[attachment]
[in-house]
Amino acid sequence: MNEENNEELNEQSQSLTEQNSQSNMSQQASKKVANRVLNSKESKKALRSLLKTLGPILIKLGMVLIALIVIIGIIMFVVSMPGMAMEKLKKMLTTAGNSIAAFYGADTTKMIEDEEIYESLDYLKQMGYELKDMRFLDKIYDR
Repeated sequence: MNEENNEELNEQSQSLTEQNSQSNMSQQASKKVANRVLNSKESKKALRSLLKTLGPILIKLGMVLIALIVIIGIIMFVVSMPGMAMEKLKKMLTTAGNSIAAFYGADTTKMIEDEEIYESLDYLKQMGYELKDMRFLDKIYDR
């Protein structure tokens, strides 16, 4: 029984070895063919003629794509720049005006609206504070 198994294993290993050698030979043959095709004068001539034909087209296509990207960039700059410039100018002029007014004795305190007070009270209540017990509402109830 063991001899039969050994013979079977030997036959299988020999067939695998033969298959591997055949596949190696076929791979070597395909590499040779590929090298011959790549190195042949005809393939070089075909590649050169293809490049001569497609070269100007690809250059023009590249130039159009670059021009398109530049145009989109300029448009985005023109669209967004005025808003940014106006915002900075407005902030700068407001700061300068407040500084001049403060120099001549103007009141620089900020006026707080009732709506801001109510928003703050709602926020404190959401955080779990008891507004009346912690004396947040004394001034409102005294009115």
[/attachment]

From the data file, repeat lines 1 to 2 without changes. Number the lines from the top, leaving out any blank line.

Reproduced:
[in-house]
Amino acid sequence: MNEENNEELNEQSQSLTEQNSQSNMSQQASKKVANRVLNSKESKKALRSLLKTLGPILIKLGMVLIALIVIIGIIMFVVSMPGMAMEKLKKMLTTAGNSIAAFYGADTTKMIEDEEIYESLDYLKQMGYELKDMRFLDKIYDR